It left me with an invigorated sense to do... to just tear through the fabric of time, set the world ablaze, and thrust myself forward into unknown territories of the disciplines I practice.  It was a kind of nervous energy that crashed a bit when I went back into the regular day-to-day routine... but it felt like a mental awakening similar to when I would read daily on my train ride into work.  And while I haven't had a direct focus to put my energy into, it's left me looking at my career from a macro level.  While doing this though, a few of the best ideas have continued to resonate with me.

A few of the biggest gems I walked away with:
"Plus-It" — David Salter, an editor for Pixar and Disney, introduced me to the idea of "Plus-It" which is a long-said mantra at Disney from decades ago when Walt was still kicking around.  He would challenge his Imagineers to always Plus-It on anything they were a part of.  It's so simple but its implications in a team-based project tap into the true spirit of what collaboration is all about.  Krista Morgan, a fellow blogger, goes into further depth on embracing the idea into a practical setting.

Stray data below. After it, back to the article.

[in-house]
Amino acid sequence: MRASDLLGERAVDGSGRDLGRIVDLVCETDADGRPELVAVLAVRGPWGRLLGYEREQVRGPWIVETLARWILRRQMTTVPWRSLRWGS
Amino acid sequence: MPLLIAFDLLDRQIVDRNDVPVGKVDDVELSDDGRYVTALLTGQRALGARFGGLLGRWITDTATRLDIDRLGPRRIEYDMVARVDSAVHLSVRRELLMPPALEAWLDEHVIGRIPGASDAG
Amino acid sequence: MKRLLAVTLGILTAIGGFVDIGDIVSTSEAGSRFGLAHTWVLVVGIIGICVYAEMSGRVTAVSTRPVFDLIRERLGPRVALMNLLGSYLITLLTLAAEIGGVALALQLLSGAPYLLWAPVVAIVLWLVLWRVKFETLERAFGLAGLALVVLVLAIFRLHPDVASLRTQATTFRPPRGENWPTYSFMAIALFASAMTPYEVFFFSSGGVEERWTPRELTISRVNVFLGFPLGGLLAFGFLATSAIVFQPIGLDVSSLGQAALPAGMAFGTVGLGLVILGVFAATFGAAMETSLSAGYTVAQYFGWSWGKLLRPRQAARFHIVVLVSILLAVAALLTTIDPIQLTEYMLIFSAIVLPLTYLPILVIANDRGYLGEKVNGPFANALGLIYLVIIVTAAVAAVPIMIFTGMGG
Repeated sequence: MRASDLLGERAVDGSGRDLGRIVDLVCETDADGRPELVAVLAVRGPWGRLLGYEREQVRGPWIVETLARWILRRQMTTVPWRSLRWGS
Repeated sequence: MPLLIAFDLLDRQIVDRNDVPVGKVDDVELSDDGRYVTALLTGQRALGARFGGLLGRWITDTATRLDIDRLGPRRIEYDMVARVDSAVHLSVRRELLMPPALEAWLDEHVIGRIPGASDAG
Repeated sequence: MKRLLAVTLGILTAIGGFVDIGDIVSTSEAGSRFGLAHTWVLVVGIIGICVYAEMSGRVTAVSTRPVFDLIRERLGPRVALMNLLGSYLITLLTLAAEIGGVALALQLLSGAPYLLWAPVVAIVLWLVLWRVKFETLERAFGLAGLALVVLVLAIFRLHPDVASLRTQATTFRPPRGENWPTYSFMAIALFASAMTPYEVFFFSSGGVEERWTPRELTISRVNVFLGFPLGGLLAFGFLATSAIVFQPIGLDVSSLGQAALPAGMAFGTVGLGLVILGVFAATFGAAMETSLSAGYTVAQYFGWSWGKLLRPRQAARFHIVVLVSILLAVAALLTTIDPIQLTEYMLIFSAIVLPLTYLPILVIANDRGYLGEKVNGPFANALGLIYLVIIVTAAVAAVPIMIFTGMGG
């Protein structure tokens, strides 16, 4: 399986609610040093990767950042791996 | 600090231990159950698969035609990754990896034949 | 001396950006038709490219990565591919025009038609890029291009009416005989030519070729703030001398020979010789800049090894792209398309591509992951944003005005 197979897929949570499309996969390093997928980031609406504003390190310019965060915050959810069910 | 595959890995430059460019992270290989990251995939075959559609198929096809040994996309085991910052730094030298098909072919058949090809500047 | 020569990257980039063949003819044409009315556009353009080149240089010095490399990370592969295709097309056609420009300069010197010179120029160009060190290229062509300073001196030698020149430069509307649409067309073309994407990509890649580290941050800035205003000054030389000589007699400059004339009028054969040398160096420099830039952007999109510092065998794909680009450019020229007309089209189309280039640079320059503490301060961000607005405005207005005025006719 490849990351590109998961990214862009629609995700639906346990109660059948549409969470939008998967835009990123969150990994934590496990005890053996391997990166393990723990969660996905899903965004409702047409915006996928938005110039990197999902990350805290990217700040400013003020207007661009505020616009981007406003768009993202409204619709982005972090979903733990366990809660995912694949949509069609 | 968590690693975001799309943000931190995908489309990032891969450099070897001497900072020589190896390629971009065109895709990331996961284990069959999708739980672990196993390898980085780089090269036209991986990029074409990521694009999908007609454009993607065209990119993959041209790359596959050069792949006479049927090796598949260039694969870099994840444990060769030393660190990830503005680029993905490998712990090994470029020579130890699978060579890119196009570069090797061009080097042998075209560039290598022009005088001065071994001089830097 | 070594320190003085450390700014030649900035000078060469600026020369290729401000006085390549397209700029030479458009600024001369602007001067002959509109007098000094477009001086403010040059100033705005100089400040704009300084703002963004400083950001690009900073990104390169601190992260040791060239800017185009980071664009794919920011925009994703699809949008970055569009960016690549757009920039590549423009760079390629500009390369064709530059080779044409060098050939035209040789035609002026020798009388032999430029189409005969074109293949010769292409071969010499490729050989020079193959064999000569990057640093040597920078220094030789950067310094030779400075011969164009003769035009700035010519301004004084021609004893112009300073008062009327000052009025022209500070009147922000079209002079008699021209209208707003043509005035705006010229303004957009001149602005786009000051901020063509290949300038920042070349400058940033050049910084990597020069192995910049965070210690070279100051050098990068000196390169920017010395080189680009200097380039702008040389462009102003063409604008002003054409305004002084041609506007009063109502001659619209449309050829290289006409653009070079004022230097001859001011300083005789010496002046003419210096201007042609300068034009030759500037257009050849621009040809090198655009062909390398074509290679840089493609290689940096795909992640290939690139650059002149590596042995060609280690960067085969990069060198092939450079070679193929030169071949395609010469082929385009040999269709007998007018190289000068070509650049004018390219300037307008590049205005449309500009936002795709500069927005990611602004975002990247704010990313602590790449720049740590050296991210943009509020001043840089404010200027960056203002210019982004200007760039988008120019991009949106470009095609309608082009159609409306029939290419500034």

"Memetics" — Two of The Daniels, who created the film Swiss Army Man, gave one of the most engaging talks on the idea of Memetics, which is kind of a sociological explanation of how ideas can catch on in a given culture.  And just as fruitful, they also peeled back the curtain into their creative process a bit by creating, for lack of a better term, a stream of consciousness "thought cloud" that used the principals of memetics to explain why a given internet meme had stickiness.  The whole process lit up my mind and got me thinking about my work in a whole different way.  I even have been throwing around the idea of returning to my thesis I started years ago and after some due diligence and research, bringing the idea into the fold.

"Every sound opens a story" - Paula Fairfield, the sound designer for Game of Thrones, among other works, gave a great talk on storytelling through the use of sound and anchoring decisions in a train of thought.  This is Paula's way of Plussing It, and the whole approach means that no matter what avenue of the industry you are chasing, a rich complexity is added as soon as you can justify and defend your decisions as an artist in practice.